I haven't touched calculus in around a year and a half. However, this semester, I have to take Intro to Electrical Engineering as a requirement for my Computer Engineering major, and the first part of this class seems quite heavy on calculus. One of the problems I've been assigned is as follows:

The voltage and current at the terminals of the circuit element in Fig 1.5 are zero for $t < 0$. For $t \geq0$ they are:

v $= (16,000t + 20)e^{-800t}$ V

i $= (128t + 0.16)e^{-800t}$ A

At what instant of time is maximum power delivered to the element?

Now, I thought that all I had to do was multiply v times i and find the derivative of that equation, then find the maximum based on that, and then find the value of t for that. However, I tried that method on a practice problem and it didn't give me the correct answer. Additionally, the next part of this question is to actually find the maximum value for p, which makes it seem odd that I'd need to find the maximum value first, then the time at which it is at a maximum. So, please, help me figure out the actual method to solving this problem.

EDIT: Also, for clarity, Fig 1.5 simply shows an ideal circuit element, it isn't really necessary for solving the problem.

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    $\begingroup$ In principle, you should take the derivative of power. But it turns out that each of $v$ and $i$ is decreasing for positive $t$. $\endgroup$ – André Nicolas Aug 26 '12 at 20:23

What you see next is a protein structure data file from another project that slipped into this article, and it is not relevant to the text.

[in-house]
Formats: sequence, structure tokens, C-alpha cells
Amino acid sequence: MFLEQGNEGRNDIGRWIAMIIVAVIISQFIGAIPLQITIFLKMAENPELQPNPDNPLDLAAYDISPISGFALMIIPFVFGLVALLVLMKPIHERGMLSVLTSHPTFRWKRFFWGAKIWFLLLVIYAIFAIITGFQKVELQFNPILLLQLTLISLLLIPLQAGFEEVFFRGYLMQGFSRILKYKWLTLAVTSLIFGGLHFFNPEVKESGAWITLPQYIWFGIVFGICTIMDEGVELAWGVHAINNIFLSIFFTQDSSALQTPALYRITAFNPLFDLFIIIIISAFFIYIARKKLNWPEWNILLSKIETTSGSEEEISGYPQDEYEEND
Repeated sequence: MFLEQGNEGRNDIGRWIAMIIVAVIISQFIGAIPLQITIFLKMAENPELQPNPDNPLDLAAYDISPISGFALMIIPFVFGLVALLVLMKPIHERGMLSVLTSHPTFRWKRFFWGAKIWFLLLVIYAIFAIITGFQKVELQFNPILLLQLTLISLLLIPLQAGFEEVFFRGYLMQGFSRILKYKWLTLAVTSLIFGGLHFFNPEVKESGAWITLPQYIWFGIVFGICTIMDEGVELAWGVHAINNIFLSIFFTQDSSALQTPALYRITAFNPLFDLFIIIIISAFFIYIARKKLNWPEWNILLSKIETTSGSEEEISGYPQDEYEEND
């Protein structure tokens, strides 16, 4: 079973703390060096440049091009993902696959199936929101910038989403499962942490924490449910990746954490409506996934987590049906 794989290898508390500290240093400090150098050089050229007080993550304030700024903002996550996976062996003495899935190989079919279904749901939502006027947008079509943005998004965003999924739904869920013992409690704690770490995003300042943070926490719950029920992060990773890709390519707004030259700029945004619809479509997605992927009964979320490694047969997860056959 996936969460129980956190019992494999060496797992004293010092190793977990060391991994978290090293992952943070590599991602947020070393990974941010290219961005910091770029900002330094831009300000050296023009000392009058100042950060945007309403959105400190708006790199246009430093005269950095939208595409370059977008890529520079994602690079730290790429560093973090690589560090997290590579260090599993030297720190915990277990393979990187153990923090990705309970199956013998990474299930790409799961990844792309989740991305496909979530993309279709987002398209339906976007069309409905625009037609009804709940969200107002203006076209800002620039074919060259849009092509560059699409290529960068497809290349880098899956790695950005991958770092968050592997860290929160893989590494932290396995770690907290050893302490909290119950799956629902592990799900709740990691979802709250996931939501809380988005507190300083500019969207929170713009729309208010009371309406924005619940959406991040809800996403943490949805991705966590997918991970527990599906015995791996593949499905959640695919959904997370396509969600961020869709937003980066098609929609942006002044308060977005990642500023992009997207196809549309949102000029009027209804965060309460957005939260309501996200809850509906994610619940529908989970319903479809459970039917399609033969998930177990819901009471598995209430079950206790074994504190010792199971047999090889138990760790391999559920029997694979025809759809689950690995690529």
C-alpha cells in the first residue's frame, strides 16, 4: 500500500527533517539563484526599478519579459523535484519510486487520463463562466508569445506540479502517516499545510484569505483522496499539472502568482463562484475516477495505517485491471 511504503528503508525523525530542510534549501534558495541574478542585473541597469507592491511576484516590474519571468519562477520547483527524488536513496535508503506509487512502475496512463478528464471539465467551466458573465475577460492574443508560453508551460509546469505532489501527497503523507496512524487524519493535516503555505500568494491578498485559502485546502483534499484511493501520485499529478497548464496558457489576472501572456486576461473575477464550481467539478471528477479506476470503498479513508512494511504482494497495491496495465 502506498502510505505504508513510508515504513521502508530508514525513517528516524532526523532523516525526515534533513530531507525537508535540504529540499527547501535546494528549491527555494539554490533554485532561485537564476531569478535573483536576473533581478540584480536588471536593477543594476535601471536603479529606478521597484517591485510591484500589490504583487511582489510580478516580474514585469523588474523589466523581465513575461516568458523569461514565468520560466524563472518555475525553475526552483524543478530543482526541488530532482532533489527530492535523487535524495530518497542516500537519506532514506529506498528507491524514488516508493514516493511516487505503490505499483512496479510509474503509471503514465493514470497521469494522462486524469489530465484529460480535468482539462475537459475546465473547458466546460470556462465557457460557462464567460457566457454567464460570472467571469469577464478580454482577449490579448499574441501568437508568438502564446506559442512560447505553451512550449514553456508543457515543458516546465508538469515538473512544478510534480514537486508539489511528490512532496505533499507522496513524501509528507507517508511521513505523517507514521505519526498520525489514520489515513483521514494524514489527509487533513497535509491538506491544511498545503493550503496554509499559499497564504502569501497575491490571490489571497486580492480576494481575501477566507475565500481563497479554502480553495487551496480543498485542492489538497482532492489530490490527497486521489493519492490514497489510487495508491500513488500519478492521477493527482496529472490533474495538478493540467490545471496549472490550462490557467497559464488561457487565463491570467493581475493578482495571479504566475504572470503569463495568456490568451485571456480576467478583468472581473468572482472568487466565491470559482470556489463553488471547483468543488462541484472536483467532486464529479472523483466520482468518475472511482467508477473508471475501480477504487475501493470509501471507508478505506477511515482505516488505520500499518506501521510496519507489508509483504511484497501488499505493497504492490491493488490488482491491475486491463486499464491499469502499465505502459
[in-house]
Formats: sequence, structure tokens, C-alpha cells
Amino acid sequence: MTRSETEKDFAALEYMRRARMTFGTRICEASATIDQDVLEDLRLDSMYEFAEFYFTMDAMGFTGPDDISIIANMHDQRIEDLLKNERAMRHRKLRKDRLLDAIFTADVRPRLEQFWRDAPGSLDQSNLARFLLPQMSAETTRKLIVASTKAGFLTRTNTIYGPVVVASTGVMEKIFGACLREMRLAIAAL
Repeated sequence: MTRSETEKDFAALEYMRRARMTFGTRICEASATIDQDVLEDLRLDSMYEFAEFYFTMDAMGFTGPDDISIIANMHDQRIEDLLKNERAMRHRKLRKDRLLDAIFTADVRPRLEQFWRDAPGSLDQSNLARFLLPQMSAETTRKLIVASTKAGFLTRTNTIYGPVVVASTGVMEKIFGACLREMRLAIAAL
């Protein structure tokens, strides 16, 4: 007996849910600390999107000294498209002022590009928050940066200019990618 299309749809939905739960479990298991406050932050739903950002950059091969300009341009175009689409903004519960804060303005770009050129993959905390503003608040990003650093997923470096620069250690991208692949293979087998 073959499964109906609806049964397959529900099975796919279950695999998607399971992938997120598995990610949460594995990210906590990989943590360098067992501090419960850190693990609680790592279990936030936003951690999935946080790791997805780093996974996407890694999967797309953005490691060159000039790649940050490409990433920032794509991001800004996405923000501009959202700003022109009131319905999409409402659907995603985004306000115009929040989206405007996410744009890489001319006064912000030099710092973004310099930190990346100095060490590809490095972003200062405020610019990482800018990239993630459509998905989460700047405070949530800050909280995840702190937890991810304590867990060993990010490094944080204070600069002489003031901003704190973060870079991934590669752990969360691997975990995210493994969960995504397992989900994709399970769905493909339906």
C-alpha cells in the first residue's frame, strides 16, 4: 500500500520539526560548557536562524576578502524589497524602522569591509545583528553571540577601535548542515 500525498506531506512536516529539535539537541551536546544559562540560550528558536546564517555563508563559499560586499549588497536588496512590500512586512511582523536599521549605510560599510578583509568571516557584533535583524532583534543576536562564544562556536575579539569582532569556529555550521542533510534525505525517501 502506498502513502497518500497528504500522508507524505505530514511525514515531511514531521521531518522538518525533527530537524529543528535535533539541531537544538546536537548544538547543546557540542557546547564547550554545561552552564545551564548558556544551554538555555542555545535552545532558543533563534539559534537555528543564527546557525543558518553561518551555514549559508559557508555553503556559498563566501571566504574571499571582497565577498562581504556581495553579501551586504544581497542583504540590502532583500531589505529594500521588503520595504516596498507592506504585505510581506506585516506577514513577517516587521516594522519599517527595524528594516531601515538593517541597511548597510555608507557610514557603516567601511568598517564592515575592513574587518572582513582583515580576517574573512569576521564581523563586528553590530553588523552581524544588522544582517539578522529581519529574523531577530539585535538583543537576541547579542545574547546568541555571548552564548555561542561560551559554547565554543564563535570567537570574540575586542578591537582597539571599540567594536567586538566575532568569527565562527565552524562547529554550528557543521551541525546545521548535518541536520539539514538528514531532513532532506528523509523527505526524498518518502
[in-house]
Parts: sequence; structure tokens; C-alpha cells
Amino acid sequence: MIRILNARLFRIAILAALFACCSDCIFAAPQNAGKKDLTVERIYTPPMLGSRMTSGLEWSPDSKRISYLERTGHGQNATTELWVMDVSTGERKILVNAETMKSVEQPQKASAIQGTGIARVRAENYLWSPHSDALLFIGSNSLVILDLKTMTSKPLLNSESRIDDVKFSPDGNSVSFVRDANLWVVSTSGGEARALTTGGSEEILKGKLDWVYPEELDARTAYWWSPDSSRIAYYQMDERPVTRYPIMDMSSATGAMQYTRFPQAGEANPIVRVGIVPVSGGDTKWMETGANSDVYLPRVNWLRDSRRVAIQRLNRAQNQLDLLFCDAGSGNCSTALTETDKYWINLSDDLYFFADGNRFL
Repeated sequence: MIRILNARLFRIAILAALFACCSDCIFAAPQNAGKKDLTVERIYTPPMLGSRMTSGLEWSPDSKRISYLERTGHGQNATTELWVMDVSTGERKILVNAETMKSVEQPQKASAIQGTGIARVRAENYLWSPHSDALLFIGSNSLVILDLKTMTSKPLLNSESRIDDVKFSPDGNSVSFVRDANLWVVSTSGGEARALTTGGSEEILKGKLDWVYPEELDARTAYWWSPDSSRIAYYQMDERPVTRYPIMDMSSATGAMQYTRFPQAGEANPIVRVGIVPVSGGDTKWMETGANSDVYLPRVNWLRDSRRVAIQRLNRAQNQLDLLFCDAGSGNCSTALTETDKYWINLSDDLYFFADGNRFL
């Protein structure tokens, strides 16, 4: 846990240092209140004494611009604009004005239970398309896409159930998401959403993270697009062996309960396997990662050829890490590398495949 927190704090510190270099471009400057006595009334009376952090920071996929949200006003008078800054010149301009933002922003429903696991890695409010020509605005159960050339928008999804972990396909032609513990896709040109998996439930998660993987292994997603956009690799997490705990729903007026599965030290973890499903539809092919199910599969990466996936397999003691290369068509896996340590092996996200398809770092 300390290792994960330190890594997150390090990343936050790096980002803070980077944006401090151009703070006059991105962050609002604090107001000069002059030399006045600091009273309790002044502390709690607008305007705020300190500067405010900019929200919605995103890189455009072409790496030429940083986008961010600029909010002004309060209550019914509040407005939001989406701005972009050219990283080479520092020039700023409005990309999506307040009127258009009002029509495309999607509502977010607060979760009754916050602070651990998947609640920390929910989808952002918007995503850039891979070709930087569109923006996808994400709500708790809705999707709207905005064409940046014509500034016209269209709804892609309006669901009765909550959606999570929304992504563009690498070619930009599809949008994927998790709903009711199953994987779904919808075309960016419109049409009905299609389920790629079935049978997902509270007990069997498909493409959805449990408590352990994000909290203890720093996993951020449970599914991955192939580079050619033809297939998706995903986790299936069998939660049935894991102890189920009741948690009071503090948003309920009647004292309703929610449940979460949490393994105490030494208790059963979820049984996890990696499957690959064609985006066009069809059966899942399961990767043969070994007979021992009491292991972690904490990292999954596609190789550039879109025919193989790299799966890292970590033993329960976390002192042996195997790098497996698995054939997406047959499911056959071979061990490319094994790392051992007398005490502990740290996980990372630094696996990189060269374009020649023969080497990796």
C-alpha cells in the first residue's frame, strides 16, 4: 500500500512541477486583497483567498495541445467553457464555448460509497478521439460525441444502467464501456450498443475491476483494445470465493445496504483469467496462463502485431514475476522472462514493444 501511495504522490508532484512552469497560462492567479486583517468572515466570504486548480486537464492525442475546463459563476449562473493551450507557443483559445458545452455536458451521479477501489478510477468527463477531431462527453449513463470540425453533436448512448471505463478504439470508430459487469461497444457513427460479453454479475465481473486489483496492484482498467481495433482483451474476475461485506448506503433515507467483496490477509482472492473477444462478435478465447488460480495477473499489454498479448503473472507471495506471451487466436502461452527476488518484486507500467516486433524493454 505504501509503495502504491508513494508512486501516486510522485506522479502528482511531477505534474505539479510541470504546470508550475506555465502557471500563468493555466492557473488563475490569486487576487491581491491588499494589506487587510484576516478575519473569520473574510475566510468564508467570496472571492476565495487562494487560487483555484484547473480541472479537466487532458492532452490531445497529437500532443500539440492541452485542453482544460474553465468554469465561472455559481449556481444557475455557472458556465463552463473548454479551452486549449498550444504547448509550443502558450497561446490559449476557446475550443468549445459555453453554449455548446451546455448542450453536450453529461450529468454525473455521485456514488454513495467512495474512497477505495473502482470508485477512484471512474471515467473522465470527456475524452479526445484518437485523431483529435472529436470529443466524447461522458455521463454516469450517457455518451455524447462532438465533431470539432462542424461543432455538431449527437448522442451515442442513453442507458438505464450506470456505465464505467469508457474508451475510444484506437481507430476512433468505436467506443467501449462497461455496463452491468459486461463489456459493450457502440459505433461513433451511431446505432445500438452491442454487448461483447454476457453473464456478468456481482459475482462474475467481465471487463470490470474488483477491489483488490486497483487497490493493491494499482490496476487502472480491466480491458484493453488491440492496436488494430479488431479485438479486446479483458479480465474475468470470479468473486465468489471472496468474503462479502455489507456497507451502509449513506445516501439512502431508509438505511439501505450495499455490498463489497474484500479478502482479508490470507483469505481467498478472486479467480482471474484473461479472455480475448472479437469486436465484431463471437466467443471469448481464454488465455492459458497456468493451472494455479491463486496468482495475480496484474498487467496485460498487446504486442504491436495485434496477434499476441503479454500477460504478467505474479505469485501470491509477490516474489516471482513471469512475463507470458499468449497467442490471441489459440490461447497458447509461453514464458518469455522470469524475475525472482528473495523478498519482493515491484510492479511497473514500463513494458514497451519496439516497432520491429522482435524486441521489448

Your approach is correct, multiply $vi$, take the derivative, set to zero. Without seeing your work, it is hard to say more. Having found the time, the value of the power is $vi$ at that moment. Usually I find the time first from the derivative and if you want the power you find it then. I plotted it in Alpha and it looks like the maximum is at $t=0$ as the equations are not valid before that.

  • $\begingroup$ Thanks for your help. I just realized I left my backpack with my work in it in a buddy's room, so I need to go track that down. I'll get back to you and see how it goes. I think I got messed up somewhere between multiplying the equations and then taking the derivative. $\endgroup$ – Sean Cogan Aug 26 '12 at 20:03
  • $\begingroup$ Thanks for your help again. I went through the process of finding the derivative step-by-step, and it is quite involved. I'm thinking my professor just wants us to graph the function, or be able to recognize that it decreases as t increases, where t >= 0. I'll check with him on what he expected from us, but in the meantime, you were a great help. $\endgroup$ – Sean Cogan Aug 26 '12 at 21:13

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